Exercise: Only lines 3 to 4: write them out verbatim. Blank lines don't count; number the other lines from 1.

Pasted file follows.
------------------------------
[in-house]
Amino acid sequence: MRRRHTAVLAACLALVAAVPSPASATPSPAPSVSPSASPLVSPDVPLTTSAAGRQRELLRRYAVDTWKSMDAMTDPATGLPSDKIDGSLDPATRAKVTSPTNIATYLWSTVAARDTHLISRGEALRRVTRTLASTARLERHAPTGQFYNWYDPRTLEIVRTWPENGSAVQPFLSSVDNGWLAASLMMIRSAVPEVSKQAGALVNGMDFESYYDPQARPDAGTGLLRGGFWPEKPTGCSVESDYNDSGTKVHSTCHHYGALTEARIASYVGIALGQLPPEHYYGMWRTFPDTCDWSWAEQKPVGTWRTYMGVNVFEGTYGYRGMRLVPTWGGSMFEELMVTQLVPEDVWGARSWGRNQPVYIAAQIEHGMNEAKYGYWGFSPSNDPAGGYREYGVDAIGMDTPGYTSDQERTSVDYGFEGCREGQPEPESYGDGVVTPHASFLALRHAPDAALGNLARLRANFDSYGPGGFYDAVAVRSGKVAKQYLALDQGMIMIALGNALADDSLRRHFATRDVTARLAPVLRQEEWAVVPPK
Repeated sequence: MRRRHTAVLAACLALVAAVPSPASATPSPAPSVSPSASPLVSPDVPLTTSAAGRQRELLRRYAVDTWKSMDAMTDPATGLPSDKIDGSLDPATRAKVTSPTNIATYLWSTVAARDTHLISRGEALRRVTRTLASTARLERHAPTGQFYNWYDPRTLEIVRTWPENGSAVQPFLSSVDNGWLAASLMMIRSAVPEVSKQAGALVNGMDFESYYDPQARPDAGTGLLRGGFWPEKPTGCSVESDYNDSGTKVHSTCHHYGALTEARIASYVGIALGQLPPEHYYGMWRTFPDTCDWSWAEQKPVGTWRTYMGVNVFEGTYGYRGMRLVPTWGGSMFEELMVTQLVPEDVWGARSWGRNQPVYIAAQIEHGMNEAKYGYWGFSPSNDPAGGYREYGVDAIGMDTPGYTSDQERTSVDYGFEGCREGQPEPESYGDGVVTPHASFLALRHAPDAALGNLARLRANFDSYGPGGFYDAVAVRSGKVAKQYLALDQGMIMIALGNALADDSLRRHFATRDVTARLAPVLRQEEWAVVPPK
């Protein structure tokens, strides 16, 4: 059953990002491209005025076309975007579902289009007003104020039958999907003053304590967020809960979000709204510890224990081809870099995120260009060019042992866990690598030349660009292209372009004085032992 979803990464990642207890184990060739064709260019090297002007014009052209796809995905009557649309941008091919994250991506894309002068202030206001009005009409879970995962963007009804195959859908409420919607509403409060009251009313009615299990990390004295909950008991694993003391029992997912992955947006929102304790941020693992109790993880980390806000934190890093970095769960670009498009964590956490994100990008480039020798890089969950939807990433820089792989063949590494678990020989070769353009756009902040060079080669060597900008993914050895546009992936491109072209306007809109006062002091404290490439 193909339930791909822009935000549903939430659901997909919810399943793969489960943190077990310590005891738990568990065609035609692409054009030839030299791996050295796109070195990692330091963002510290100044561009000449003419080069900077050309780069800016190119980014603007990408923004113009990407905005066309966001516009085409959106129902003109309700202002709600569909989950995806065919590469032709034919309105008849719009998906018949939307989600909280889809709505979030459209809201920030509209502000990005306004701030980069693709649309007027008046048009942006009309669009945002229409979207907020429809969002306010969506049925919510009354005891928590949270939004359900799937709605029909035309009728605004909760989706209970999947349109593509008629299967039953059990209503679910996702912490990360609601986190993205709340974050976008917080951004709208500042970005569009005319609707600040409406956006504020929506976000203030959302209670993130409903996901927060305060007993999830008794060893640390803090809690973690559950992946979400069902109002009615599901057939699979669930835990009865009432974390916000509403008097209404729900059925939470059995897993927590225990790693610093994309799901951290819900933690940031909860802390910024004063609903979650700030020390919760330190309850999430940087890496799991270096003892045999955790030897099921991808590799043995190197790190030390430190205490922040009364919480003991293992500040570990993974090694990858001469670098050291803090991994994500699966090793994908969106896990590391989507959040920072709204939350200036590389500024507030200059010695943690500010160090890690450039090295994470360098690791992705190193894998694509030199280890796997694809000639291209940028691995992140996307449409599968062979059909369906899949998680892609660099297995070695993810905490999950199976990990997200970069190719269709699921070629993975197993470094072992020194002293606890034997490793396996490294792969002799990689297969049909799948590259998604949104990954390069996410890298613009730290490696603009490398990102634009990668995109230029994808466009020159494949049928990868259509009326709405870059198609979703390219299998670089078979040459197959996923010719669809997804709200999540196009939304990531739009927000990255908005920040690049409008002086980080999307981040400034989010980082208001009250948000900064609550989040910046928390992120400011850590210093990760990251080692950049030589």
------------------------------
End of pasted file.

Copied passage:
Repeated sequence: MRRRHTAVLAACLALVAAVPSPASATPSPAPSVSPSASPLVSPDVPLTTSAAGRQRELLRRYAVDTWKSMDAMTDPATGLPSDKIDGSLDPATRAKVTSPTNIATYLWSTVAARDTHLISRGEALRRVTRTLASTARLERHAPTGQFYNWYDPRTLEIVRTWPENGSAVQPFLSSVDNGWLAASLMMIRSAVPEVSKQAGALVNGMDFESYYDPQARPDAGTGLLRGGFWPEKPTGCSVESDYNDSGTKVHSTCHHYGALTEARIASYVGIALGQLPPEHYYGMWRTFPDTCDWSWAEQKPVGTWRTYMGVNVFEGTYGYRGMRLVPTWGGSMFEELMVTQLVPEDVWGARSWGRNQPVYIAAQIEHGMNEAKYGYWGFSPSNDPAGGYREYGVDAIGMDTPGYTSDQERTSVDYGFEGCREGQPEPESYGDGVVTPHASFLALRHAPDAALGNLARLRANFDSYGPGGFYDAVAVRSGKVAKQYLALDQGMIMIALGNALADDSLRRHFATRDVTARLAPVLRQEEWAVVPPK
């Protein structure tokens, strides 16, 4: 059953990002491209005025076309975007579902289009007003104020039958999907003053304590967020809960979000709204510890224990081809870099995120260009060019042992866990690598030349660009292209372009004085032992 979803990464990642207890184990060739064709260019090297002007014009052209796809995905009557649309941008091919994250991506894309002068202030206001009005009409879970995962963007009804195959859908409420919607509403409060009251009313009615299990990390004295909950008991694993003391029992997912992955947006929102304790941020693992109790993880980390806000934190890093970095769960670009498009964590956490994100990008480039020798890089969950939807990433820089792989063949590494678990020989070769353009756009902040060079080669060597900008993914050895546009992936491109072209306007809109006062002091404290490439 193909339930791909822009935000549903939430659901997909919810399943793969489960943190077990310590005891738990568990065609035609692409054009030839030299791996050295796109070195990692330091963002510290100044561009000449003419080069900077050309780069800016190119980014603007990408923004113009990407905005066309966001516009085409959106129902003109309700202002709600569909989950995806065919590469032709034919309105008849719009998906018949939307989600909280889809709505979030459209809201920030509209502000990005306004701030980069693709649309007027008046048009942006009309669009945002229409979207907020429809969002306010969506049925919510009354005891928590949270939004359900799937709605029909035309009728605004909760989706209970999947349109593509008629299967039953059990209503679910996702912490990360609601986190993205709340974050976008917080951004709208500042970005569009005319609707600040409406956006504020929506976000203030959302209670993130409903996901927060305060007993999830008794060893640390803090809690973690559950992946979400069902109002009615599901057939699979669930835990009865009432974390916000509403008097209404729900059925939470059995897993927590225990790693610093994309799901951290819900933690940031909860802390910024004063609903979650700030020390919760330190309850999430940087890496799991270096003892045999955790030897099921991808590799043995190197790190030390430190205490922040009364919480003991293992500040570990993974090694990858001469670098050291803090991994994500699966090793994908969106896990590391989507959040920072709204939350200036590389500024507030200059010695943690500010160090890690450039090295994470360098690791992705190193894998694509030199280890796997694809000639291209940028691995992140996307449409599968062979059909369906899949998680892609660099297995070695993810905490999950199976990990997200970069190719269709699921070629993975197993470094072992020194002293606890034997490793396996490294792969002799990689297969049909799948590259998604949104990954390069996410890298613009730290490696603009490398990102634009990668995109230029994808466009020159494949049928990868259509009326709405870059198609979703390219299998670089078979040459197959996923010719669809997804709200999540196009939304990531739009927000990255908005920040690049409008002086980080999307981040400034989010980082208001009250948000900064609550989040910046928390992120400011850590210093990760990251080692950049030589």